Students continue to be caught up in the ongoing political clash between Palestine and Israel. Debate on whether a school on the outskirts of Jerusalem should be demolished has continued for 7 years, leaving 170 Palestinian students questioning the future of their education, although remaining hopeful.
The co-educational Khan al-Ahmar school was served an order for demolition by the Israeli government shortly after it was built from funds provided by the Italian government in 2009. Questions remain over the reasons for the demolition order, with a spokesman for the Bedouin communities in Jerusalem, an area where the children enrolled in the school reside, declaring that the order was issued as a result of an unhealthy and hazardous environment, reports Albawaba News.
According to the Israeli Civil Administration, the school was built too close to an area approved for development of a main road, writes Aljazeera.
However, Albawaba News reports that there's more to the story:
"[The] closure and demolition of the school were part of a larger Israeli plan to forcibly transfer at least 2,800 Bedouins living in the Jerusalem area in order to expand surrounding Israeli settlements, adding that the transfers would contravene international law according to Article 49 of the Fourth Geneva Convention, which prohibits forcible transfers of populations."
Students attending school within the Arab village of Sussiya also face uncertainties on the future of their education, with 107 Palestinian structures already demolished by Israel, displacing 136 people of whom 60 are children, reports Allen Cone of UPI.
The Khan al-Ahmar school is located in Area C. This area makes up 60% of the West Bank, adding another layer of complexity to the issue. For more than 20 years Area C, a geographical division of West Bank delineated by the 1995 Oslo Accord, has been controlled by Israeli military and the Israeli Civil Administration controls Palestinian construction within the area, reports RT.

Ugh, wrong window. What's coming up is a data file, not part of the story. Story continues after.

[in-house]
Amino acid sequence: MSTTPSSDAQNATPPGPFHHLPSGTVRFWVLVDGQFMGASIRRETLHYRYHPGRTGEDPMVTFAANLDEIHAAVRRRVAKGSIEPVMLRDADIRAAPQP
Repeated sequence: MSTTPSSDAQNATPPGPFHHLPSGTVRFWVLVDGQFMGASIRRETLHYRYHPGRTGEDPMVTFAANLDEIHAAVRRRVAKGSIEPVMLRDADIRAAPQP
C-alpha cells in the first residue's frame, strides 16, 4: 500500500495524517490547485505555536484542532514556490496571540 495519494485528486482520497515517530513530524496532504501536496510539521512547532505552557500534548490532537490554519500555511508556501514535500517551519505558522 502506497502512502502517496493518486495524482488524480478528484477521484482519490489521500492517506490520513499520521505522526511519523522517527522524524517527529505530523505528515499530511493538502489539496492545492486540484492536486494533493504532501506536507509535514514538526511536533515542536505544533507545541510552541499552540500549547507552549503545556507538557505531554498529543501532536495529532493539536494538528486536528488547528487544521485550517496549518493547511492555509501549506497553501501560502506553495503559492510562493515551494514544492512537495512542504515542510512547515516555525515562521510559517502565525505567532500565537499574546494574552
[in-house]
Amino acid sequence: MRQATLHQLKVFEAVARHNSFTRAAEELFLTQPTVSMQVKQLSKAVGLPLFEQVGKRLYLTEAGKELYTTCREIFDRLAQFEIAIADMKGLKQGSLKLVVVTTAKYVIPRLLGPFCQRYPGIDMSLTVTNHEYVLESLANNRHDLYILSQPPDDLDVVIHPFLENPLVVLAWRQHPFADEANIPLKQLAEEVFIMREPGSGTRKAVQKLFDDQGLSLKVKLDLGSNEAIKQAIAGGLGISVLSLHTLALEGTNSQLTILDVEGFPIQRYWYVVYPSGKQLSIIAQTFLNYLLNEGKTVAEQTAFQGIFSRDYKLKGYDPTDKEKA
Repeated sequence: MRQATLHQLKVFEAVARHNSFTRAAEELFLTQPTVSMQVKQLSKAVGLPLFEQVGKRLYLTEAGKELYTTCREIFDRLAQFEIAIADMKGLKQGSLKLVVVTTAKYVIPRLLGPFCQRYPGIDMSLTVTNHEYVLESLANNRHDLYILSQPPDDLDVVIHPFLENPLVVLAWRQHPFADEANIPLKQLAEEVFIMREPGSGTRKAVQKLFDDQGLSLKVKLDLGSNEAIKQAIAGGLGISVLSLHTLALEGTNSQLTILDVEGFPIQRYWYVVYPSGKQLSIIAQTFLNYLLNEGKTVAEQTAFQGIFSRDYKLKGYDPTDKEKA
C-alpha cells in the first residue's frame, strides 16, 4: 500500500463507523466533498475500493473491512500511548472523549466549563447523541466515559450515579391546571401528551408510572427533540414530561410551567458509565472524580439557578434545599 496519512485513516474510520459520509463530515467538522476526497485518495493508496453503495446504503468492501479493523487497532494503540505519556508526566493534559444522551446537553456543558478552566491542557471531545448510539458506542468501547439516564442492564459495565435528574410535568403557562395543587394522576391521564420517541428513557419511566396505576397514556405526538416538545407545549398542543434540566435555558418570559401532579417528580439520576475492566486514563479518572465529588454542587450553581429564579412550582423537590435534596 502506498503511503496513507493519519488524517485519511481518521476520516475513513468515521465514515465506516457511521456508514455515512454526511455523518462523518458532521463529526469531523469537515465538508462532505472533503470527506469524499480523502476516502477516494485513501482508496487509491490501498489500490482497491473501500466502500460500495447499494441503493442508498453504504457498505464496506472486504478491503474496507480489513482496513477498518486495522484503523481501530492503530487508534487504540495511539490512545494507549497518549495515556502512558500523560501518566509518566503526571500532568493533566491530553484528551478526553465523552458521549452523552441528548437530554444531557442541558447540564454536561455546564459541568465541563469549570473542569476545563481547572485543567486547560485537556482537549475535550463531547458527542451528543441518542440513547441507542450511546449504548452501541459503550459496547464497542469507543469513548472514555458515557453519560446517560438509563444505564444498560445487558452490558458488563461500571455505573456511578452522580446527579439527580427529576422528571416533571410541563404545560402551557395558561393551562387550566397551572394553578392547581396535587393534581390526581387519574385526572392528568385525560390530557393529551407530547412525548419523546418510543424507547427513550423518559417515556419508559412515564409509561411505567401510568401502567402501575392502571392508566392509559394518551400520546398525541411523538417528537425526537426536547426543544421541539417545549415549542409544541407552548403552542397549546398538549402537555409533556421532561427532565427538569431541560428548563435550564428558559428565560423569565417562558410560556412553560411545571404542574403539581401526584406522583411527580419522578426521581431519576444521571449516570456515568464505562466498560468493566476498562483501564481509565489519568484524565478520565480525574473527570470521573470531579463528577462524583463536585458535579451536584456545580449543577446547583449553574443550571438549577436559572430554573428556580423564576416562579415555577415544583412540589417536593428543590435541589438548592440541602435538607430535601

The European Union has released a statement, declaring that:
"[T]he Israeli authorities must halt demolitions of Palestinian houses and property, in accordance with its obligations as an occupying power under international humanitarian law, and to cease the policy of settlement construction and expansion, of designating land for exclusive Israeli use and of denying Palestinian development."
The Palestinian Department of Education has organized protests against the order and a hearing of petitions stands in the High Court of Justice, reports UPI.
The Court is also investigating whether permanent housing is an option for agricultural villages located in the South Hebron Hills region.
In a strategic move, the Palestinian Department of Education has brought the school term forward by a week in an effort to delay the closure of the school, reports Jinan Aldameary of Aljazeera.
The general director of the advocacy group Defense for the Children International, an organization advocating for Palestinian children in occupied territories, told Aldameary of Aljazeera that the order for demolition of the Khan al-Ahmar school by the Israeli Civil Administration was part of a plan to further displace the Bedouin community.
The Bedouin make up the largest refugee population in the West Bank and education is a large and important part of the community, reports RT.